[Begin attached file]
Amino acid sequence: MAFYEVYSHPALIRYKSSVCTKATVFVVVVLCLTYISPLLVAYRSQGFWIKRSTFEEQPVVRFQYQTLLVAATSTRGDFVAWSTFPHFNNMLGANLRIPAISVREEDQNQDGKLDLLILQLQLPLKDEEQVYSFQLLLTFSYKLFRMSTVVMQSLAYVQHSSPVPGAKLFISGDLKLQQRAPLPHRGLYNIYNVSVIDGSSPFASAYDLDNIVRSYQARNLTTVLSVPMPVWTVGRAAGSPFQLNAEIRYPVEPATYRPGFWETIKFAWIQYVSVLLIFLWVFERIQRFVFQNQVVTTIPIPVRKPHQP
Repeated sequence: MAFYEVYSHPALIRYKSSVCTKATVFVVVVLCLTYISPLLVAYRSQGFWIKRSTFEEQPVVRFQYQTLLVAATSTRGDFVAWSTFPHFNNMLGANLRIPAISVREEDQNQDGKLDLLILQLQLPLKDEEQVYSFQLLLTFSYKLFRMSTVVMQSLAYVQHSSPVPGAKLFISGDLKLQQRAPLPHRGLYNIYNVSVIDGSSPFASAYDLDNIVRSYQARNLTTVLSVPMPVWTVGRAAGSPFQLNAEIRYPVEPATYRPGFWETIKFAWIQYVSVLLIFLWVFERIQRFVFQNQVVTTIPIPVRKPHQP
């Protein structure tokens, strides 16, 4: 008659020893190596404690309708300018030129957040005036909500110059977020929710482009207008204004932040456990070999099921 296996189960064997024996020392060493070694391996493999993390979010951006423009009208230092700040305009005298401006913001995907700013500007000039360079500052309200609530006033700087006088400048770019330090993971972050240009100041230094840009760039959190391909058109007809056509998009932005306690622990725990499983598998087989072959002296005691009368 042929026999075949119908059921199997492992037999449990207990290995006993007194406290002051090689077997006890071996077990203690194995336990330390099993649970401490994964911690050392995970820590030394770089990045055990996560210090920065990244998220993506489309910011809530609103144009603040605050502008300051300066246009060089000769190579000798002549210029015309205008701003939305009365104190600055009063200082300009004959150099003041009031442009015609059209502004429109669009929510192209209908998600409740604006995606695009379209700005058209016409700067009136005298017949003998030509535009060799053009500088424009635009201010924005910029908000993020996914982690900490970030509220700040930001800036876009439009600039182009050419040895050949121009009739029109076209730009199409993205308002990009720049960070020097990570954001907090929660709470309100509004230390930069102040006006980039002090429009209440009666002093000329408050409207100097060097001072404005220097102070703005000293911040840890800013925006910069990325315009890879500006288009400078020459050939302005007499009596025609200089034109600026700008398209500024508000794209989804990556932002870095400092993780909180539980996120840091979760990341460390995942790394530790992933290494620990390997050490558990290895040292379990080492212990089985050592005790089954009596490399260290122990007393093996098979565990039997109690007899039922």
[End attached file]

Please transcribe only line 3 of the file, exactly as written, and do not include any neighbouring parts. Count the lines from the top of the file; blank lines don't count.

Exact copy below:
């Protein structure tokens, strides 16, 4: 008659020893190596404690309708300018030129957040005036909500110059977020929710482009207008204004932040456990070999099921 296996189960064997024996020392060493070694391996493999993390979010951006423009009208230092700040305009005298401006913001995907700013500007000039360079500052309200609530006033700087006088400048770019330090993971972050240009100041230094840009760039959190391909058109007809056509998009932005306690622990725990499983598998087989072959002296005691009368 042929026999075949119908059921199997492992037999449990207990290995006993007194406290002051090689077997006890071996077990203690194995336990330390099993649970401490994964911690050392995970820590030394770089990045055990996560210090920065990244998220993506489309910011809530609103144009603040605050502008300051300066246009060089000769190579000798002549210029015309205008701003939305009365104190600055009063200082300009004959150099003041009031442009015609059209502004429109669009929510192209209908998600409740604006995606695009379209700005058209016409700067009136005298017949003998030509535009060799053009500088424009635009201010924005910029908000993020996914982690900490970030509220700040930001800036876009439009600039182009050419040895050949121009009739029109076209730009199409993205308002990009720049960070020097990570954001907090929660709470309100509004230390930069102040006006980039002090429009209440009666002093000329408050409207100097060097001072404005220097102070703005000293911040840890800013925006910069990325315009890879500006288009400078020459050939302005007499009596025609200089034109600026700008398209500024508000794209989804990556932002870095400092993780909180539980996120840091979760990341460390995942790394530790992933290494620990390997050490558990290895040292379990080492212990089985050592005790089954009596490399260290122990007393093996098979565990039997109690007899039922």